United States: Uber-Expensive Settlement Could Be Uber-Important To Employers

Last Updated: June 8 2016
Article by Richard R. Meneghello and John Polson

The ride-sharing company Uber recently announced a preliminary $100 million agreement to settle claims alleging that it improperly classifies its workforce as independent contractors. Because the settlement involves the foremost business entity in the new gig economy, this is a groundbreaking agreement that could provide guidance to many other emerging businesses that take advantage of the sharing environment. For all other businesses, it serves as a stark reminder of the pitfalls that can result from categorizing your workers as contractors.

Ins And Outs Of Settlement Agreement

By now, most people are aware of the litigation filed against both Uber and competitor Lyft challenging the status of its drivers as independent contractors. A class action lawsuit filed in California covered about 240,000 current and former Uber drivers who wanted additional compensation, including being reimbursed for expenses and tips. A companion case was being litigated in Massachusetts alleging similar facts. Trial was slated to take place in June 2016, and a loss could have cost Uber hundreds of millions of dollars.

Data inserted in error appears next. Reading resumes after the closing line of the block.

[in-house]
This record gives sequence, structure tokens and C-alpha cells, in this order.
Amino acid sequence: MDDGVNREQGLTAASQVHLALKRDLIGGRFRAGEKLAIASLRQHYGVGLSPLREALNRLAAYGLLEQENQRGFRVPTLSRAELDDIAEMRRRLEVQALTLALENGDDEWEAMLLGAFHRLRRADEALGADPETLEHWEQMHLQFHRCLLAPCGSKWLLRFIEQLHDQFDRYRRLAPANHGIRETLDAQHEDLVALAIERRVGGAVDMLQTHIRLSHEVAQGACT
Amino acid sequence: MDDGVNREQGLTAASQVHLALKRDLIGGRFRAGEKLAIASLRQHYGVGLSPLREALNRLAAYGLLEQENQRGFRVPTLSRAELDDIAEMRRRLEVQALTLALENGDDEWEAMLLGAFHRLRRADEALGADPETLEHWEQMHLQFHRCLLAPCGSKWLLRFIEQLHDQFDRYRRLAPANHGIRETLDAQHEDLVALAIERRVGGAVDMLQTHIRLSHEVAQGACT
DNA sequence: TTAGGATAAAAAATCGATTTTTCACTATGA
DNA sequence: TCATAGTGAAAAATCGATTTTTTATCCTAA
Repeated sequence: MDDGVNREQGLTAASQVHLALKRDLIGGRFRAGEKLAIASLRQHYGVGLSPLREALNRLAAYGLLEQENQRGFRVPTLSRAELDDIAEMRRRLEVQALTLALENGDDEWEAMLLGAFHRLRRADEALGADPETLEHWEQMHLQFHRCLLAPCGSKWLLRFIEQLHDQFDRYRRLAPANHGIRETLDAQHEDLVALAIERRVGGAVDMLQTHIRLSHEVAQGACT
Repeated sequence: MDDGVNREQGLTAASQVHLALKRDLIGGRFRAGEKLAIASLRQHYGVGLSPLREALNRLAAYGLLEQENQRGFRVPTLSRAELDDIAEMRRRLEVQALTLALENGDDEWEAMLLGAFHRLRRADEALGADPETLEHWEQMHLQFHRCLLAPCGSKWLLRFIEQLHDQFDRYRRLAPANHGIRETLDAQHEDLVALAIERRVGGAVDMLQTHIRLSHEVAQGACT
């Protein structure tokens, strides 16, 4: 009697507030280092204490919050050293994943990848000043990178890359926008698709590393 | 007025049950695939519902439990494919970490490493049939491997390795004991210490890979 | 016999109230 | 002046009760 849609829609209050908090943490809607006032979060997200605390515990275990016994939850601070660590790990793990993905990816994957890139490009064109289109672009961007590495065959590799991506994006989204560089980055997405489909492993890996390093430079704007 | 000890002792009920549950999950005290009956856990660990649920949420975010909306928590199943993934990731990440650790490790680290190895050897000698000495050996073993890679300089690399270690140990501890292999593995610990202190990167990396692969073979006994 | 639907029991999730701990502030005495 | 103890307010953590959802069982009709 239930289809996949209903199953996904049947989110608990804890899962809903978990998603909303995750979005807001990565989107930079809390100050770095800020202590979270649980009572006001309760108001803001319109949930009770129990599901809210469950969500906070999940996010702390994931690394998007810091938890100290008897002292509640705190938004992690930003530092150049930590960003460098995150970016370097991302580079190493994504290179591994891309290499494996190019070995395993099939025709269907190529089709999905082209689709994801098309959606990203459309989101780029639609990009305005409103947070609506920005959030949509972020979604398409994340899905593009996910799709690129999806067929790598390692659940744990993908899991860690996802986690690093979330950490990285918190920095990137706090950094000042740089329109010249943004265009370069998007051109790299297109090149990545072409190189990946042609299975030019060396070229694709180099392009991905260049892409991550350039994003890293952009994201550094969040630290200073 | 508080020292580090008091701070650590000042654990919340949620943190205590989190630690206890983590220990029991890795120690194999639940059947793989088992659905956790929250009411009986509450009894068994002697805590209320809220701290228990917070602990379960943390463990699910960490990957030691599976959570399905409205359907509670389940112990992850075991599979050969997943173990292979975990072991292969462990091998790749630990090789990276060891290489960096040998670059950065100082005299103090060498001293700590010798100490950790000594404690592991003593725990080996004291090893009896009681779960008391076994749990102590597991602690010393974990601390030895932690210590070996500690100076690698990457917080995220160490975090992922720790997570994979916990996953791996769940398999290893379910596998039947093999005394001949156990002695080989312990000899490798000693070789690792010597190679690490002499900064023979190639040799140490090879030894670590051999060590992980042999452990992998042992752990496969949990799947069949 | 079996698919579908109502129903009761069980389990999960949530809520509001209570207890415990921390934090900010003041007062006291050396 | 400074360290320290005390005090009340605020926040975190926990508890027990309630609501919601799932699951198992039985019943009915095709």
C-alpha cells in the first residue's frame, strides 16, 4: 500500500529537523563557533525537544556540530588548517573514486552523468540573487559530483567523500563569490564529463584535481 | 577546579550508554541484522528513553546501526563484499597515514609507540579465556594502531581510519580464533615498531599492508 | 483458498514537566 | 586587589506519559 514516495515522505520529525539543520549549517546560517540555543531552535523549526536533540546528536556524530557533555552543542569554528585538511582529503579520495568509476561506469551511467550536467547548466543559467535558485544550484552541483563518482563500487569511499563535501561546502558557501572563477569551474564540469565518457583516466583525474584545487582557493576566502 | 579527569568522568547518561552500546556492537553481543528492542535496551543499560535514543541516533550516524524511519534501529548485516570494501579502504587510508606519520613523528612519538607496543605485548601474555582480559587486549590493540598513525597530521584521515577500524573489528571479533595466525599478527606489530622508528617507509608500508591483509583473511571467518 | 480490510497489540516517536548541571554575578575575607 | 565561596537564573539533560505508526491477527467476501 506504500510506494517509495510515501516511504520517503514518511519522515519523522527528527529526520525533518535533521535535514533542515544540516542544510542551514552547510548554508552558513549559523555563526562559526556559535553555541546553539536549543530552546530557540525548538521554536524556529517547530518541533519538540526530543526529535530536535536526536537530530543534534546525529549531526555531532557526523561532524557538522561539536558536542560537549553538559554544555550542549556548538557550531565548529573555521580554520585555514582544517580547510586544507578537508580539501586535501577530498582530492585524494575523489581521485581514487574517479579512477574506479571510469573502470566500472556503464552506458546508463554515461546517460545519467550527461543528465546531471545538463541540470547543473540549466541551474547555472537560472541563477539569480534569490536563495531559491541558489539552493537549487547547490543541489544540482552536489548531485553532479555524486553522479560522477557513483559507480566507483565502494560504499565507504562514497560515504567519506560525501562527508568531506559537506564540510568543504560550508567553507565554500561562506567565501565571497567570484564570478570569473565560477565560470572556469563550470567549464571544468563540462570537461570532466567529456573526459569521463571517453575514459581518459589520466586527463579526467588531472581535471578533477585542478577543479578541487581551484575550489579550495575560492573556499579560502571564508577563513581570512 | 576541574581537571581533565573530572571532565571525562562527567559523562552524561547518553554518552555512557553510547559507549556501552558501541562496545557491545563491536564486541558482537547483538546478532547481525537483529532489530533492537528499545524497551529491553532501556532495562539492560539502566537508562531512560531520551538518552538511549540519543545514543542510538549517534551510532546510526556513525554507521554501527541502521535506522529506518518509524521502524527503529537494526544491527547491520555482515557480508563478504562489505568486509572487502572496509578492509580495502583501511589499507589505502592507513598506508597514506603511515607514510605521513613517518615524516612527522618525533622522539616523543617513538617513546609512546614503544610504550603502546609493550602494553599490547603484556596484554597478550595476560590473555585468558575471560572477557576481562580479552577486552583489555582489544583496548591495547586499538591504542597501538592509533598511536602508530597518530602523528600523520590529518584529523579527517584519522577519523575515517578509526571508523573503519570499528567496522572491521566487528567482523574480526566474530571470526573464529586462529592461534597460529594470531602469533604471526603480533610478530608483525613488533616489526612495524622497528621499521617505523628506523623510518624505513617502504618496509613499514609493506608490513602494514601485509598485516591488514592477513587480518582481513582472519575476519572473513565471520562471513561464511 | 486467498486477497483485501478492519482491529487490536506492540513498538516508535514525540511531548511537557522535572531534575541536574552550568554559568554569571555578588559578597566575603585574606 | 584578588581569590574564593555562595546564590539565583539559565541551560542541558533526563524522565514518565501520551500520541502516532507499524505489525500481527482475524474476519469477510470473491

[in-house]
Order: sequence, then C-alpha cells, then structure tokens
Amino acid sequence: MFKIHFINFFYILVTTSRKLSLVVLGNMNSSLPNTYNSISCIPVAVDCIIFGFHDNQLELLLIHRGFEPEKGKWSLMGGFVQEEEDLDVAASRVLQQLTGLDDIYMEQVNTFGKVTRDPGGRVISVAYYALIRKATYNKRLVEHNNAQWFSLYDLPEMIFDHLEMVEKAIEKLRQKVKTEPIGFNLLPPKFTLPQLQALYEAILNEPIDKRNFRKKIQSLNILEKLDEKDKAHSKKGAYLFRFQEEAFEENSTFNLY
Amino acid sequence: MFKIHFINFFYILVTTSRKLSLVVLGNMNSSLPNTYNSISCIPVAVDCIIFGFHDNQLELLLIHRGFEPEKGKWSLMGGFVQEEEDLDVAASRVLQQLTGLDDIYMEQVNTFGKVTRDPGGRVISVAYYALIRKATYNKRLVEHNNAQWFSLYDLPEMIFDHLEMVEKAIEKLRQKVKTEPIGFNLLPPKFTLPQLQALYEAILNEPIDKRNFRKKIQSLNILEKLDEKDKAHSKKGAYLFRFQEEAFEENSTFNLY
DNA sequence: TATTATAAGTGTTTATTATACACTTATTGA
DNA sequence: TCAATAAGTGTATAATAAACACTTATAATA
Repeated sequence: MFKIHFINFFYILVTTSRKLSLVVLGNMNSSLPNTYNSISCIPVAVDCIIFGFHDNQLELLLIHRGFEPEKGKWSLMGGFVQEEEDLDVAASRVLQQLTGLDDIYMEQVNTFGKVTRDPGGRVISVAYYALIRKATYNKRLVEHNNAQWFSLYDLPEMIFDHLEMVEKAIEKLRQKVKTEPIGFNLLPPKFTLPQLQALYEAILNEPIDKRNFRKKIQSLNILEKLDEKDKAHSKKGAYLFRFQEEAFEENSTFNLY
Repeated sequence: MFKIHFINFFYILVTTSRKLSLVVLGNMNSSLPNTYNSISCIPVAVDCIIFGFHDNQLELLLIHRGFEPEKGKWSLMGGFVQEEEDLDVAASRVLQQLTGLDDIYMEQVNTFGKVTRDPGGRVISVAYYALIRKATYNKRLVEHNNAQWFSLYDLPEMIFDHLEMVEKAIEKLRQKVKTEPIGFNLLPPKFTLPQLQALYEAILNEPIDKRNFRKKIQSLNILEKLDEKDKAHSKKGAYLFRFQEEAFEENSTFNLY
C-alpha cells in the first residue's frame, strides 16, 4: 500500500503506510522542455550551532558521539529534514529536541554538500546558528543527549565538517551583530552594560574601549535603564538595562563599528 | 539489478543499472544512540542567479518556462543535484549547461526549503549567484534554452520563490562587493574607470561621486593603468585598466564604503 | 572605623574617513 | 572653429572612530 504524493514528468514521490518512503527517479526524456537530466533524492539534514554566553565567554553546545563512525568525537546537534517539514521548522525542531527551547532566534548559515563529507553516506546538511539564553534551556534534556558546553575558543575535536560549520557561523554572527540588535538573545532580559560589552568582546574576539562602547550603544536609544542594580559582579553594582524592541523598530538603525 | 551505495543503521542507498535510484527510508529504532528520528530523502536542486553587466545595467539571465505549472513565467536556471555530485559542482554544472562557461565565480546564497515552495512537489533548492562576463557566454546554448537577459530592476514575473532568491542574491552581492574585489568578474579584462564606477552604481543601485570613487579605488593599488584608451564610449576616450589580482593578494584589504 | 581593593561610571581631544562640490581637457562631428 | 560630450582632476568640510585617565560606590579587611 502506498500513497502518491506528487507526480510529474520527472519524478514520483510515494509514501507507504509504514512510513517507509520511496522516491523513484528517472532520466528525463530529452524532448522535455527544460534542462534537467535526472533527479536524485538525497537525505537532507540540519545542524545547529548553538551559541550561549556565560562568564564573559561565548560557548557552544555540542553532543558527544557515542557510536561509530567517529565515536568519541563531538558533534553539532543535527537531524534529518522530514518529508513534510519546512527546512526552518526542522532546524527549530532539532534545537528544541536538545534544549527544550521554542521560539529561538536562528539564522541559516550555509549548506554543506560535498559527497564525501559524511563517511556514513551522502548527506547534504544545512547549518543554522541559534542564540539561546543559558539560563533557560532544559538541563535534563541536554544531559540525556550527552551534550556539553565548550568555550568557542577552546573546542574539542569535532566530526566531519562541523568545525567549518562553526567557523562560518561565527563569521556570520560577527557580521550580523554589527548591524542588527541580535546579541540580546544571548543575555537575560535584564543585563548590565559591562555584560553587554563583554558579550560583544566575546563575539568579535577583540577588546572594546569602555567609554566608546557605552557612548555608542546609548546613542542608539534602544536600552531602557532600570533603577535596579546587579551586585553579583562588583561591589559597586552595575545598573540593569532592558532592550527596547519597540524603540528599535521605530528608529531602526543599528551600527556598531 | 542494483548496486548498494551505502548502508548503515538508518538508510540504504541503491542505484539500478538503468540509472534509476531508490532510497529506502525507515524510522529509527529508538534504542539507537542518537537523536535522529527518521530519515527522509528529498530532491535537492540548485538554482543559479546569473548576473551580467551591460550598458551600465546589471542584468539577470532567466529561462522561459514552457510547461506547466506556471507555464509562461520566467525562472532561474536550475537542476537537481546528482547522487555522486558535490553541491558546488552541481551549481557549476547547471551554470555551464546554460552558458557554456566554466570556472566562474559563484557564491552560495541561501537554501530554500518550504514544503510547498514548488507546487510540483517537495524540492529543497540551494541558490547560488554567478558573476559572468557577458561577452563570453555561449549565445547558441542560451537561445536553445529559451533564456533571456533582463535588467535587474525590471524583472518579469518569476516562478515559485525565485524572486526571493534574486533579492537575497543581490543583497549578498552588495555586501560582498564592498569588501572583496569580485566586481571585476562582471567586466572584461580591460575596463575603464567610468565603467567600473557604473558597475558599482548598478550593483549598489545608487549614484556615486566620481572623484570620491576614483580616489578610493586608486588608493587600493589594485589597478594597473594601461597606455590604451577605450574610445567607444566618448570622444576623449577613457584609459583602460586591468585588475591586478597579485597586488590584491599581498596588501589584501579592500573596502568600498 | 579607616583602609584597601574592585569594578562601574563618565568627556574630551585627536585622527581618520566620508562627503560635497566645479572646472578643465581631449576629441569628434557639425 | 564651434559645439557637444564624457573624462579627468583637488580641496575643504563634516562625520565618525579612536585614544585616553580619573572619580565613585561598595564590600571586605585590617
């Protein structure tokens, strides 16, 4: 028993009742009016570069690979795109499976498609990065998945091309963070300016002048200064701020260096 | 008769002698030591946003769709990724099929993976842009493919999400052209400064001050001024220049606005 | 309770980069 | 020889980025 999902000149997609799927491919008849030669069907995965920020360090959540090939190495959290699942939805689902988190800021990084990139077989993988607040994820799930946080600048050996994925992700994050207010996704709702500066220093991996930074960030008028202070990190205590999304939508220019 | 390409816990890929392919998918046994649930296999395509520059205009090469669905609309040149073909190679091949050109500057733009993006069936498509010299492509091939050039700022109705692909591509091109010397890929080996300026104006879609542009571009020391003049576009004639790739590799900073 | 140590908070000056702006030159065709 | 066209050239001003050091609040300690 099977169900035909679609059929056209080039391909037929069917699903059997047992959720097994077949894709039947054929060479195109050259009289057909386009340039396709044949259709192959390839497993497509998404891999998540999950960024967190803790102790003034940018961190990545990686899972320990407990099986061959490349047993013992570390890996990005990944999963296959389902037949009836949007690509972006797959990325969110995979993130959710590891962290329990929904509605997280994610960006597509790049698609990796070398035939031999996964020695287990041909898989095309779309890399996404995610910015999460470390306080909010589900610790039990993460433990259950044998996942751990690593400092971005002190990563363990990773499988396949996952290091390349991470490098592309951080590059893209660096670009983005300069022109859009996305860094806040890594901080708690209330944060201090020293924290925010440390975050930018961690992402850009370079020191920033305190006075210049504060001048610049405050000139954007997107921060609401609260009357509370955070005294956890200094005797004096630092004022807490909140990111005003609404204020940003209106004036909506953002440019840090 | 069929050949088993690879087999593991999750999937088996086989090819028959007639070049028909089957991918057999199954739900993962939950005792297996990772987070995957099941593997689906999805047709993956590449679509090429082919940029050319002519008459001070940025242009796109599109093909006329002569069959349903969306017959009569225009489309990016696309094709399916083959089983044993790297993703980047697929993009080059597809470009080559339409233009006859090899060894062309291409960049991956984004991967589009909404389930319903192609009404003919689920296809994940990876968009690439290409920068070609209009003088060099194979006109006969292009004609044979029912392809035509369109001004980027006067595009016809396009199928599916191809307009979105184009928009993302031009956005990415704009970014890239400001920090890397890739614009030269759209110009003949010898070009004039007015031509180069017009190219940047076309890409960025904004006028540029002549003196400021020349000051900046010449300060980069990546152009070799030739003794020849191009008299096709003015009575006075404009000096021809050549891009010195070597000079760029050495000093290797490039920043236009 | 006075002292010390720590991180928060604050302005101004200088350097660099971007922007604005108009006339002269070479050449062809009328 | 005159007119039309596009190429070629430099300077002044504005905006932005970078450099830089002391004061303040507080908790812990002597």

Uber recently announced that it had reached a preliminary agreement with the plaintiffs, filing a 153-page proposed settlement agreement outlining the terms of the deal. The arrangement could see the plaintiffs and their attorneys receive a guaranteed payment of $84 million, with the promise of an additional $16 million provided the company's valuation continues to grow through an initial public offering.

The non-monetary portion of the settlement is, in some ways, even more interesting. It will require Uber to alter some of its business practices in such a way that will result in workers being treated more like employees, but will expressly ensure that workers remain classified as independent contractors. Specifically, the deal assures drivers that they can only be removed from service if Uber can show "sufficient cause," and drivers have an appeals process and arbitration available if they disagree. Also, drivers can elect local leaders to meet with management to dialogue about issues impacting the workforce, and drivers will now have the opportunity to collect tips from riders.